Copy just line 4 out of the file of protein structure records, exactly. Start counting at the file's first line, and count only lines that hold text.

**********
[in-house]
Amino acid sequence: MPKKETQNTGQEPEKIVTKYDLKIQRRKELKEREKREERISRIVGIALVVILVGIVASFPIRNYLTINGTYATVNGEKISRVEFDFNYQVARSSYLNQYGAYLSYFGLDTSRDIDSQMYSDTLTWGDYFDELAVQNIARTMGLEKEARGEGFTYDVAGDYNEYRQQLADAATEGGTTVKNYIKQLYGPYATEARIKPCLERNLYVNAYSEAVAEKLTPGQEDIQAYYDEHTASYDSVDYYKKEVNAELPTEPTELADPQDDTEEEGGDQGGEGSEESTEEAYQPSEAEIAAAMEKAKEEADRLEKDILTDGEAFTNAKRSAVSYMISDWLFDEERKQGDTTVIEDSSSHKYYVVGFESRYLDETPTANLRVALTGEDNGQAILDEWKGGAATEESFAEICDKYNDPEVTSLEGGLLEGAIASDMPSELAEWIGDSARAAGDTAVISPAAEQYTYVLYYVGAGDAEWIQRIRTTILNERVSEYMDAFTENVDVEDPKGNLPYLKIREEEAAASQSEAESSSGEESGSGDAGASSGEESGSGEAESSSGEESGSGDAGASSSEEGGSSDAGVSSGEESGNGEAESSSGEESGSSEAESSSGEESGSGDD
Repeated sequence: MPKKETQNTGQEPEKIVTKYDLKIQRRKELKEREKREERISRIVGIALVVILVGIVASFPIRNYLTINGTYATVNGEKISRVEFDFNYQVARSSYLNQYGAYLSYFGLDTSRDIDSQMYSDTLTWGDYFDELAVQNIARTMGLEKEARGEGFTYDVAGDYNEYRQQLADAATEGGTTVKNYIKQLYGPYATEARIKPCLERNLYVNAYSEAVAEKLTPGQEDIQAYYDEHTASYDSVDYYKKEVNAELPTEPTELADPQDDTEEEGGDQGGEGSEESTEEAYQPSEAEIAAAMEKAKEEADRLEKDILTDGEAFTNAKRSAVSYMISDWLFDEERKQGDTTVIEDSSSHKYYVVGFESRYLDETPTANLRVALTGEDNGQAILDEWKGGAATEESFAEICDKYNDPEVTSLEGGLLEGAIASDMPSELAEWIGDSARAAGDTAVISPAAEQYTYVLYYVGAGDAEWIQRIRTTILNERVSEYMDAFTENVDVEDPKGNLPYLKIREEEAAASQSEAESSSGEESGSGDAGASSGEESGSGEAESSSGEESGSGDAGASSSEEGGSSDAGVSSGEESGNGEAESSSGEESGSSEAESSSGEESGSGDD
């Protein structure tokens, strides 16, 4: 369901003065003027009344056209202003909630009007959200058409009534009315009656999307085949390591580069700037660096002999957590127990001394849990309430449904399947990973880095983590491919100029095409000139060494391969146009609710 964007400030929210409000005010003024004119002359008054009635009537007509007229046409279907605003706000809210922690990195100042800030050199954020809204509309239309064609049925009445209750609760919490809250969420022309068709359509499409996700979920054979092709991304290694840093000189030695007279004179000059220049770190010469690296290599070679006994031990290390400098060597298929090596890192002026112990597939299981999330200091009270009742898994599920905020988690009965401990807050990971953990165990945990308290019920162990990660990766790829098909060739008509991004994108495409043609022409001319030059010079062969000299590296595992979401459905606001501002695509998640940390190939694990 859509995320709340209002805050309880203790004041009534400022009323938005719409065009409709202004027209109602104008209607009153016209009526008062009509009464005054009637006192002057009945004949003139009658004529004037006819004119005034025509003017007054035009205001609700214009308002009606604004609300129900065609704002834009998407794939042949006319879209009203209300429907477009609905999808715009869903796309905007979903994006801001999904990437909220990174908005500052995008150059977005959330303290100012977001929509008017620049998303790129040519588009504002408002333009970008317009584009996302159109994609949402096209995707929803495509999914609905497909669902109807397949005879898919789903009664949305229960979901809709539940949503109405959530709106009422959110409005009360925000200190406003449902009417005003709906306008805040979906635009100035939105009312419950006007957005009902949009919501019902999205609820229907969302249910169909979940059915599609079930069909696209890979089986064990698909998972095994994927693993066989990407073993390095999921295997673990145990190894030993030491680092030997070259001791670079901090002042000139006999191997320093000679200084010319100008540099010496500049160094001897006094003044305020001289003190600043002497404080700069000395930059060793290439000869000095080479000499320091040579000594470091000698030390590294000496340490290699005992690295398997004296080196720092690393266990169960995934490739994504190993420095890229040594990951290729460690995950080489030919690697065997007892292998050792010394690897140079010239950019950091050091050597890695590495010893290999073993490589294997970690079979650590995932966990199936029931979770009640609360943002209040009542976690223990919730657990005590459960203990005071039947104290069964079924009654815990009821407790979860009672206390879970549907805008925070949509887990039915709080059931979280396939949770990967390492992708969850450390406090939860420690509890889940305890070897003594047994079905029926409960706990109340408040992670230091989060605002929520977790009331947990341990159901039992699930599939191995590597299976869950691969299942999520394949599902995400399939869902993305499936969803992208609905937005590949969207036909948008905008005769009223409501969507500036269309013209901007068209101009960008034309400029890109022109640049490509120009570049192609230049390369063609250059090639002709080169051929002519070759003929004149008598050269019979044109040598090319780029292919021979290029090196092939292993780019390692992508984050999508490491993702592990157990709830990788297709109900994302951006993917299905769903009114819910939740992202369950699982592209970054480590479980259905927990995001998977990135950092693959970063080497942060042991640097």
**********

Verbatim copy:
């Protein structure tokens, strides 16, 4: 369901003065003027009344056209202003909630009007959200058409009534009315009656999307085949390591580069700037660096002999957590127990001394849990309430449904399947990973880095983590491919100029095409000139060494391969146009609710 964007400030929210409000005010003024004119002359008054009635009537007509007229046409279907605003706000809210922690990195100042800030050199954020809204509309239309064609049925009445209750609760919490809250969420022309068709359509499409996700979920054979092709991304290694840093000189030695007279004179000059220049770190010469690296290599070679006994031990290390400098060597298929090596890192002026112990597939299981999330200091009270009742898994599920905020988690009965401990807050990971953990165990945990308290019920162990990660990766790829098909060739008509991004994108495409043609022409001319030059010079062969000299590296595992979401459905606001501002695509998640940390190939694990 859509995320709340209002805050309880203790004041009534400022009323938005719409065009409709202004027209109602104008209607009153016209009526008062009509009464005054009637006192002057009945004949003139009658004529004037006819004119005034025509003017007054035009205001609700214009308002009606604004609300129900065609704002834009998407794939042949006319879209009203209300429907477009609905999808715009869903796309905007979903994006801001999904990437909220990174908005500052995008150059977005959330303290100012977001929509008017620049998303790129040519588009504002408002333009970008317009584009996302159109994609949402096209995707929803495509999914609905497909669902109807397949005879898919789903009664949305229960979901809709539940949503109405959530709106009422959110409005009360925000200190406003449902009417005003709906306008805040979906635009100035939105009312419950006007957005009902949009919501019902999205609820229907969302249910169909979940059915599609079930069909696209890979089986064990698909998972095994994927693993066989990407073993390095999921295997673990145990190894030993030491680092030997070259001791670079901090002042000139006999191997320093000679200084010319100008540099010496500049160094001897006094003044305020001289003190600043002497404080700069000395930059060793290439000869000095080479000499320091040579000594470091000698030390590294000496340490290699005992690295398997004296080196720092690393266990169960995934490739994504190993420095890229040594990951290729460690995950080489030919690697065997007892292998050792010394690897140079010239950019950091050091050597890695590495010893290999073993490589294997970690079979650590995932966990199936029931979770009640609360943002209040009542976690223990919730657990005590459960203990005071039947104290069964079924009654815990009821407790979860009672206390879970549907805008925070949509887990039915709080059931979280396939949770990967390492992708969850450390406090939860420690509890889940305890070897003594047994079905029926409960706990109340408040992670230091989060605002929520977790009331947990341990159901039992699930599939191995590597299976869950691969299942999520394949599902995400399939869902993305499936969803992208609905937005590949969207036909948008905008005769009223409501969507500036269309013209901007068209101009960008034309400029890109022109640049490509120009570049192609230049390369063609250059090639002709080169051929002519070759003929004149008598050269019979044109040598090319780029292919021979290029090196092939292993780019390692992508984050999508490491993702592990157990709830990788297709109900994302951006993917299905769903009114819910939740992202369950699982592209970054480590479980259905927990995001998977990135950092693959970063080497942060042991640097």